When we travel, we have a check list to make certain that everything we need is in the cabin of the vehicle, situated in its optimum space and ready to go.
  There is nothing more frustrating than getting on the road and realizing we have left something of importance at the house. That means we either have to turn around and go back,  get a replacement along the way or simply work around it.
  We don’t know what your needs are, but through a process of trial and error we have developed a system to prepare for much of what we need and how to stage it for our particular vehicle.
  1. Have your maps and cheat sheet ready. Travel wife is the navagatrix for the trip. She generally is equipped with a road map, a Mapquest print out of a route, sticky notes to mark the map plus a pencil and notebook to keep tabs on things we need to know and remember.
  Our routes do not always reflect what either our GPS or Mapquest have planned for us. On more than one occasion, we have deviated from our appointed route to stop in a town, go to a restaurant, get gasoline or take some other diversion.
  Naturally this causes the GPS gal to have apoplexy. She then tells us repeatedly to “make a legal  U-turn” until a) she figures out where we are going or b) we get back on the correct road.
 However, having the combination of the map and print out can keep us confident of where we are going.
 This is complimented by my wife’s ability to use a smart phone to call ahead and make reservations, check on operating hours for attractions and to obtain street addresses for the places we want to stop along the way.
  2. We also are equipped with magnification devices. She has a magnifying glass with a built-in light for map reading at night so she can see well (while not having to turn on a light inside the car).  We also carry a small set of binoculars to spot street names – which is particularly helpful in residential areas.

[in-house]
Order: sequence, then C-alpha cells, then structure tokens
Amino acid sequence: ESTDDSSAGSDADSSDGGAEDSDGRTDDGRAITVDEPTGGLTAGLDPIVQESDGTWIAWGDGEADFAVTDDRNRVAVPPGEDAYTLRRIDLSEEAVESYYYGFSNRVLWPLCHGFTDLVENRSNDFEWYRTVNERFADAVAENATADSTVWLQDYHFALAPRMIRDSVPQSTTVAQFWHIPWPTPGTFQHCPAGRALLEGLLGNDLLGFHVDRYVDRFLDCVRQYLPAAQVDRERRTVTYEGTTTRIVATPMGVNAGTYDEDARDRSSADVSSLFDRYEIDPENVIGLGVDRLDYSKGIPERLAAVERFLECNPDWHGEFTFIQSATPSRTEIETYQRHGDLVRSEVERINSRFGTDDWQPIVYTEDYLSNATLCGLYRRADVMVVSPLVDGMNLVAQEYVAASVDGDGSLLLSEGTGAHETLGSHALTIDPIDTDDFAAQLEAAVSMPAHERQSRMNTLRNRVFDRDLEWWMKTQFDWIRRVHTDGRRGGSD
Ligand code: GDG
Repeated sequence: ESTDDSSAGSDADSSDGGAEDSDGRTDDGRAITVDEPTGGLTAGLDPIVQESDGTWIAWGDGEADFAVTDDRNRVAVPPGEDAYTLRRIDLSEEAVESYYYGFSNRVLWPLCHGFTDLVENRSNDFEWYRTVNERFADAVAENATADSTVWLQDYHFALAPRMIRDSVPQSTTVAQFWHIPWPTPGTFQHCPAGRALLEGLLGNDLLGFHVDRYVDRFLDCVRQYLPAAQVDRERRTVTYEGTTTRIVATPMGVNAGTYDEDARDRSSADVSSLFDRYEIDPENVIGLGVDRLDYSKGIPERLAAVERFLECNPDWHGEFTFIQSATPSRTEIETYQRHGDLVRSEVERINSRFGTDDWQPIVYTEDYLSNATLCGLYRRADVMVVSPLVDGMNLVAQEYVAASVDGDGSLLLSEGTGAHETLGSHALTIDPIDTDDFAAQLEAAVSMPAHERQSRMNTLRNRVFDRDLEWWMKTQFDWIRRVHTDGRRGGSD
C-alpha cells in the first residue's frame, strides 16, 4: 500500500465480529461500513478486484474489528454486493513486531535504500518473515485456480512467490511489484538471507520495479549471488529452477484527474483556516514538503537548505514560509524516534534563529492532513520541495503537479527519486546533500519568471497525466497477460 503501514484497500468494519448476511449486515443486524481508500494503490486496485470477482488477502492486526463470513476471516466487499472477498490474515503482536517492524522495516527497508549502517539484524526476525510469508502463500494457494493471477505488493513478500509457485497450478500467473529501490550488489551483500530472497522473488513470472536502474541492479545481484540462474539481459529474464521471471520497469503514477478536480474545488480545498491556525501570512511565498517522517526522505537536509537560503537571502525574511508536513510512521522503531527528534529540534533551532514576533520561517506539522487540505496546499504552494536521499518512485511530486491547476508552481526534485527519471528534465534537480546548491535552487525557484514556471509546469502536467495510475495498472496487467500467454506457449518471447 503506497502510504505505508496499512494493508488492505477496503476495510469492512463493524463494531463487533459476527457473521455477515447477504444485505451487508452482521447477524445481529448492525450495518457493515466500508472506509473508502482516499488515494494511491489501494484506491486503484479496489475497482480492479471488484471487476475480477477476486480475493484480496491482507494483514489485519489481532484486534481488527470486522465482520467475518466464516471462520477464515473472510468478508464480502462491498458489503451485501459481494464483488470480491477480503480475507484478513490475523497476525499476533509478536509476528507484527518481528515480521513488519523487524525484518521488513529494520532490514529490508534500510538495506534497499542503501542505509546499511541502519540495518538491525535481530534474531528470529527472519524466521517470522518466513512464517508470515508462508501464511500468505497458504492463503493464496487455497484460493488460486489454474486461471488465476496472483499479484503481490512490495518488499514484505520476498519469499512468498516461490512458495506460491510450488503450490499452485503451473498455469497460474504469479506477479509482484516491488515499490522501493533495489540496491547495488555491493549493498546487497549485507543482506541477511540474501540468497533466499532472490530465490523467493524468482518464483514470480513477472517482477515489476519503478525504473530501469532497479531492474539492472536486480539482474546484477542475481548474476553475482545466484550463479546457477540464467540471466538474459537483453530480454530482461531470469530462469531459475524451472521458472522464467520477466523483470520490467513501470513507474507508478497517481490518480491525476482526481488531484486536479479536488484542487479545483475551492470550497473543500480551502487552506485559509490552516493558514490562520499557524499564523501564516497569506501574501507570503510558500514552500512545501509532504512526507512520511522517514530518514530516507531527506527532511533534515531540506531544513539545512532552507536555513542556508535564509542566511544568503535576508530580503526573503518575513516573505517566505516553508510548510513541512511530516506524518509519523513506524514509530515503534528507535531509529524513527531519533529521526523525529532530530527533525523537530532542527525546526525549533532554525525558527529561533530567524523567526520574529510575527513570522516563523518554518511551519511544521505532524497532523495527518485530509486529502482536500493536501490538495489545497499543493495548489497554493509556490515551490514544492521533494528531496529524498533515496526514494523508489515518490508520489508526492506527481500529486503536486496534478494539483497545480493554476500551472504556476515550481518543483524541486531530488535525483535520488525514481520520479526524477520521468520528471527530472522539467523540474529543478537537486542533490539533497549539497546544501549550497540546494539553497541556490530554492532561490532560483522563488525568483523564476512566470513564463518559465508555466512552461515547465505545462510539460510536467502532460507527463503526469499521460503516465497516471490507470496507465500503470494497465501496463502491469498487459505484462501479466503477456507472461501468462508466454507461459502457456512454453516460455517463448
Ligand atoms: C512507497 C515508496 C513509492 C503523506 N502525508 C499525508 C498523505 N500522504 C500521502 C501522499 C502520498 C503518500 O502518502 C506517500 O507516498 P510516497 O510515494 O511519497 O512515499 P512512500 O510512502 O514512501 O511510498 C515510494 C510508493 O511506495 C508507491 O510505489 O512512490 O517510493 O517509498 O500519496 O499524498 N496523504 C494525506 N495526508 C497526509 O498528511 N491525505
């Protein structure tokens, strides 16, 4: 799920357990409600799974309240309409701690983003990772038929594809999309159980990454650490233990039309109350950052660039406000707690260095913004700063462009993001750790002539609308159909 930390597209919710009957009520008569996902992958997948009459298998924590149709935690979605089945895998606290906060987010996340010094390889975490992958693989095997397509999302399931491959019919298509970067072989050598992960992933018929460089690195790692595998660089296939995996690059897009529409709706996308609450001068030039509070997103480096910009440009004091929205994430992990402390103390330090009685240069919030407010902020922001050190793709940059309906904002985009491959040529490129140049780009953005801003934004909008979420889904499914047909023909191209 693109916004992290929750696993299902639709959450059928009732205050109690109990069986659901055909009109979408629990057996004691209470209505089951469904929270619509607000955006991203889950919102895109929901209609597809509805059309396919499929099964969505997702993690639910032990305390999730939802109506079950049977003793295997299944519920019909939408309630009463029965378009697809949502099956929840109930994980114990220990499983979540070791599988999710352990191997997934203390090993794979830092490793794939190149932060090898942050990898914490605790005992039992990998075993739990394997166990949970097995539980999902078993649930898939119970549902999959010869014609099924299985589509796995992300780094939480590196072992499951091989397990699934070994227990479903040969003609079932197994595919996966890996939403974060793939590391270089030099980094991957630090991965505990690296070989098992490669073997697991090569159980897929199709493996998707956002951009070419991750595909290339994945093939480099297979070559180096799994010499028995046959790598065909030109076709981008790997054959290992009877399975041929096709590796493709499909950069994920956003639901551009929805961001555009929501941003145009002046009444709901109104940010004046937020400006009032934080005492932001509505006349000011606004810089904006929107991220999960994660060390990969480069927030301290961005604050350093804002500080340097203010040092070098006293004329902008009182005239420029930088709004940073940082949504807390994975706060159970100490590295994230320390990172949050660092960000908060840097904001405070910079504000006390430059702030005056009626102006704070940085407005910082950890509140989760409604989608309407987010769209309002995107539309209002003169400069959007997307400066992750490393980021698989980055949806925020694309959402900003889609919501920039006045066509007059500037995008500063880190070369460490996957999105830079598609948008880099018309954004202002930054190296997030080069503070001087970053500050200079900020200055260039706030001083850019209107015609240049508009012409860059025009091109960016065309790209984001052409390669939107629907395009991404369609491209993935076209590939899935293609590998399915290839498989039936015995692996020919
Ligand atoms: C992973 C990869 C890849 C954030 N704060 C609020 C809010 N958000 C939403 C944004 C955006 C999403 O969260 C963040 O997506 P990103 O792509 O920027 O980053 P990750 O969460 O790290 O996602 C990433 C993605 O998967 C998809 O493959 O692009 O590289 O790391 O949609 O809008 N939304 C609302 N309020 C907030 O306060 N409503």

3. In an effort to keep our electronics functional, we  carry a multi-port charge plug.  One for the car cigarette lighter port in our car and one for the wall outlet in the hotel room. This device has four USB outlets – meaning we can effectively charge both our phones as well as my bluetooth, with a spare port left over in case there is some other device – such as a light or fan – needs to run.

  To be honest, we have never filled the whole thing up – but it does give us a level of comfort knowing we have it if we need it.
  4. When it comes to groceries either for snacking in the car or for foodstuffs at our room, we have a number of options. There is a rattan picnic basket. It is cloth lined and that is where we keep a lot of foods that do not need refrigeration. That includes both snacks and provisions that we might use at the breakfast bar at the motel.
  We generally also carry a large insulated bag that holds some of the things that need to be kept cool (if not cold) – using re-freezable-style blocks. Those are less messy and can be re-frozen in a motel fridge overnight.
   Finally, we have an electric cooler that runs off our cigarette lighter. This was a garage sale find and has come in very handy. We even have gone ahead and purchased an adapter that runs it off the wall socket to get it ready and to use it in hotel rooms that do not have refrigerators.

For wrappers and other packaging, we carry a trash bag, so that things aren’t rattling around in the car. It also is handy to dump while we are getting gas, wiping down the windows and otherwise servicing the vehicle when we have to make a gas/pit stop.
  3. Carry a first aid kit  Over the course of our travels, we have developed a small first aid kit. Originally housed in an Altoids tin, we have moved to a slightly larger plastic box with most of the things that we should need for minor cuts, bruises, abrasions or other physical problems.
  This includes an array of bandages, Neosporin cream and other such supplies.

  4. Carry a tool box Just as we need first aid, there may come a time that the car also might need a bit of roadside attention.  We have an Emergency Road Side assistance but many time we can take care of small things long before assistance can arrive.
  To that end, we carry a collection of basic tools in a box under the driver’s seat. It has a set of screwdrivers, pliers (both regular and needle-nose), wrench, channel locks, a toothbrush and some appropriate sockets as well as clean up tools.
   Again, all of this has been learned by trial and error. We urge you to visit this page often, as well as our Gadgets &c page, as we break out some of these items individually and learn more about the best way to travel.
   Of course, you may have different needs and a different vehicle. We would like to hear from you. .Visit our Florida Fun Zone Facebook page or drop us a line at floridafunzone@yahoo.com.


Please follow and like us: